Lesley Jackson and Katie Lavender, International Office
Helen Adamson, School of Natural and Environmental Sciences
What did you do?
Students from our University took part in a successful online event with students at the Indian Institute of Technology in Delhi (IITD) to share ideas around environmental sustainability.
The two institutions have enjoyed a long and successful partnership and, to help develop this relationship further, recently held a joint student-led virtual event focusing on sustainability challenges in the UK and India. The workshop was organised on the Newcastle side by Helen Adamson, a lecturer in the School of Natural & Environmental Sciences, along with Lesley Jackson and Katie Lavender from our International Office.
As part of a pilot scheme, six students from IITD and six students from Newcastle – who are all studying courses related to sustainability and the environment – got together to share their thoughts and make comparisons of a particular environmental challenge and its management in India and the UK.
The students dived in straight away, and there was lots of lively discussion during the mixed breakout groups. Their shared mind-set was demonstrated when the students were invited to present, with IITD students delivering their first presentation on the River Tyne and Newcastle students presented on the Yamuna River, one of India’s most-sacred rivers.
The remaining groups tackled the challenges presented by air pollution and waste management in India and the UK. The students compared national contexts and suggested innovative global solutions to shared challenges. The presentations were all of an exceptional standard, with real insight and thought evidenced in their work. They were joined for the presentation session by Professor Naveen Garg, Dean of Alumni Affairs and International Partnerships at IITD, and by our PVC Global, Professor Richard Davies. Suggestions for future discussion topics were diverse: climate change, plastic pollution, sustainable agriculture, people management, biotechnology, sustainable development initiatives and the UNSDGs.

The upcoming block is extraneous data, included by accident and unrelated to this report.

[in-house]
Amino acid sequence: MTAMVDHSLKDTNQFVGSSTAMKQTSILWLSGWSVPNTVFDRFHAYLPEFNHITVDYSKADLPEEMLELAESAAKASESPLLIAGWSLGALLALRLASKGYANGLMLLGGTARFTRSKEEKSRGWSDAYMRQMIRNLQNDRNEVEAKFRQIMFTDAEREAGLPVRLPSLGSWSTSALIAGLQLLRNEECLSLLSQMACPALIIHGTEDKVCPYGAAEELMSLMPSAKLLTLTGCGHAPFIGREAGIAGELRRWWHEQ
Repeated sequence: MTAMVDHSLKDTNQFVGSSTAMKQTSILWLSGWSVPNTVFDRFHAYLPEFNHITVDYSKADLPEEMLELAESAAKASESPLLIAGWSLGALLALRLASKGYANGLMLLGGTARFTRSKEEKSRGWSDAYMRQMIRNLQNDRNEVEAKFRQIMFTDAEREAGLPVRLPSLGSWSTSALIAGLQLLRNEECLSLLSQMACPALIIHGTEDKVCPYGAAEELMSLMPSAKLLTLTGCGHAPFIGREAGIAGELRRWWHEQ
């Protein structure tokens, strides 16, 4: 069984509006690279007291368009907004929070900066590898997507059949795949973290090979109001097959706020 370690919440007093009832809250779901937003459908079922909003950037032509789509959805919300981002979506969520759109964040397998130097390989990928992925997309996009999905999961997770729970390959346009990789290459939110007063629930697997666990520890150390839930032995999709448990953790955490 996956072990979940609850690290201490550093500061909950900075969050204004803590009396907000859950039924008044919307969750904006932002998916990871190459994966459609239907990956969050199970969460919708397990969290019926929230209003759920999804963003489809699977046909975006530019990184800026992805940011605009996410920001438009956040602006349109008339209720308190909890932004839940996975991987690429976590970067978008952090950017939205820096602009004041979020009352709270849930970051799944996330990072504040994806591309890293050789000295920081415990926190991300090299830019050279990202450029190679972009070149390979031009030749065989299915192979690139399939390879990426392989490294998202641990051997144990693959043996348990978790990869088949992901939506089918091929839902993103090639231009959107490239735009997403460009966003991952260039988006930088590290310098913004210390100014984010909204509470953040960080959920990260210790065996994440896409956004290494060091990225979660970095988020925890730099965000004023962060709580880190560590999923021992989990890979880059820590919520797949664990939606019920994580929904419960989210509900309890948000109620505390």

Students from both universities gave some excellent feedback and were unanimous in their desire to take part in similar events in the future.
“I enjoyed every bit of it, particularly interacting with students who come from such a different culture.”
A counterpart from Newcastle echoed similar sentiments:
“I really appreciated being able to collaborate with students from Delhi and hear their perceptions, knowledge and insight.”
To thank the students for their engagement, the University made a small donation to sustainability-themed local charities in the UK and India, nominated by the students in both countries. In the UK, the charities chosen were The Tyne Rivers Trust, Northumberland Wildlife Trust and Weee Charity UK (which recycles computers for charity). The Indian students selected Chintan Environmental Research Action Group and SAAHAS.
Find our more
This approach develops the following attributes:
- Globally and culturally aware
- Socially responsible
- Creative, innovative and enterprising
Find out more about the Graduate Framework.